It turns out that Roger Ebert’s arguments against 3D movies might not be scientifically sound.

Oh, Roger Ebert, you adorably outspoken thing, you. Hot on the heels of Ebert’s journal post citing science proves our brains can’t handle 3D, a counter-argument (also based on science) has now popped up. If the argument’s to be believed, the science behind Ebert’s claims isn’t all that accurate.

Slate‘s Science Editor Dan Engber basically picks apart the arguments with enthusiasm. Aside from pointing out the bad science involved with Ebert’s argument, Engber also points out that the aging film critic has been on a decades-long crusade against 3D movies. But it’s the scientific arguments that are quite interesting.

According to Ebert, the 3-D effect brings in an “artificial” third dimension, which doesn’t serve to make a movie any more realistic. In fact, he says, it makes an image seem less real, since under normal circumstances “we do not perceive parts of our vision dislodging themselves from the rest and leaping at us.” Here he appears to be confusing cheesy, pop-out effects (which are used judiciously in the better-and more recent-films) with the medium as a whole. Yes, some 3-D movies do contain these gimmicks, but others do not.

In any case, it’s not clear to me why one depth cue might be deemed artificial and unnecessary, while others are just fine. After all, a regular old 2-D movie carries its own set of visual guidelines for understanding spatial relationships. Objects in the foreground block our vision of what’s behind them. Shading and texture tell us about the three-dimensional shape of an object on the screen. Ebert would certainly agree that you don’t need to watch the famous sequence from Dial M for Murder in its original 3-D to understand that Anthony Dawson is creeping up behind Grace Kelly, and that he’s going to lift a stocking over her head to strangle her. Yet he’s apoplectic over the thought of adding one more depth cue into the mix.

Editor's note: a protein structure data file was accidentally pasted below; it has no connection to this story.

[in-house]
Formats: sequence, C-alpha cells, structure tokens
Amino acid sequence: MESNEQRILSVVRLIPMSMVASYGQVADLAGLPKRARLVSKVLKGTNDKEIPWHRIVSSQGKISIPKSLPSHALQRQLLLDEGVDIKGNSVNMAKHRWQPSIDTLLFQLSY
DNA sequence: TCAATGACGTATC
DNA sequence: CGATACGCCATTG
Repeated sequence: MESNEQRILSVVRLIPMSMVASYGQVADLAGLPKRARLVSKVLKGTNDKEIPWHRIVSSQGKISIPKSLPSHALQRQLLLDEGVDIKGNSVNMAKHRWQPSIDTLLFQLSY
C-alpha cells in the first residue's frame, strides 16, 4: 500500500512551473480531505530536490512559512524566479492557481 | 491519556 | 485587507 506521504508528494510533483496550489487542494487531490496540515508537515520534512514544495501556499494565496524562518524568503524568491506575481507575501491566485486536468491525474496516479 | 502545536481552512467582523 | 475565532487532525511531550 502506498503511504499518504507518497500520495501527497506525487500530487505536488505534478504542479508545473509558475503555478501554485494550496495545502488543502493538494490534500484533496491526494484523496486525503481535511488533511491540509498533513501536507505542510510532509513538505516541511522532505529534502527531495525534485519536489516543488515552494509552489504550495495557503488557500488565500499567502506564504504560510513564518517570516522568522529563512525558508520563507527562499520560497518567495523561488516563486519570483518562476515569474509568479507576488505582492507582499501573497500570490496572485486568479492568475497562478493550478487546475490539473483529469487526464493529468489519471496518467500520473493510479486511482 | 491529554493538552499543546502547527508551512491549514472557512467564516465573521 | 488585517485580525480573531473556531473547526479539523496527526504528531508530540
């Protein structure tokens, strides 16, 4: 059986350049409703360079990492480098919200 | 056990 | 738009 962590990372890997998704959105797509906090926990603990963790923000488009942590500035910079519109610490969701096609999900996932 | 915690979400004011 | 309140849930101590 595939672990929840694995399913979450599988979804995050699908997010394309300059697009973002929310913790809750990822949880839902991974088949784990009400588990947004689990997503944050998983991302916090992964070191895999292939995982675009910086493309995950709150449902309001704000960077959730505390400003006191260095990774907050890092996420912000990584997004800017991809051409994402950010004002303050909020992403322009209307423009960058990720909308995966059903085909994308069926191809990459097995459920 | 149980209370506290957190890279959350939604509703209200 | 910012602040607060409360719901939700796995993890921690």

With 3-D cinema, we still have occlusion and shading and texture-and we’re still missing motion parallax-but now we get the added benefit of binocular disparity. We don’t need that extra information to see that Grace Kelly’s killer is lurking behind her, but it adds, at the very least, clarity and precision to the scene. Exactly what part of that is “artificial”? As it happens, the 3-D version of Dial M also gives us something more: When Kelly falls across the desk, her hand reaches through the stereo window, as if imploring the audience for help. It doesn’t make us jump out of the way like Ebert’s Homo habilis. It draws us into the action.

Engber’s arguments make for fascinating reading, and they do an excellent job of shredding Ebert’s arguments. That said, Engber doesn’t say that 3D filmmaking is always for the best, and even acknowledges how many filmmakers use the technique as a gimmick. Personally, I plan to continue loathing 3D movies due to the inflated ticket prices and dim colors, but at least I don’t have to worry about my brain not being able to process the style.

Source: Slate via io9

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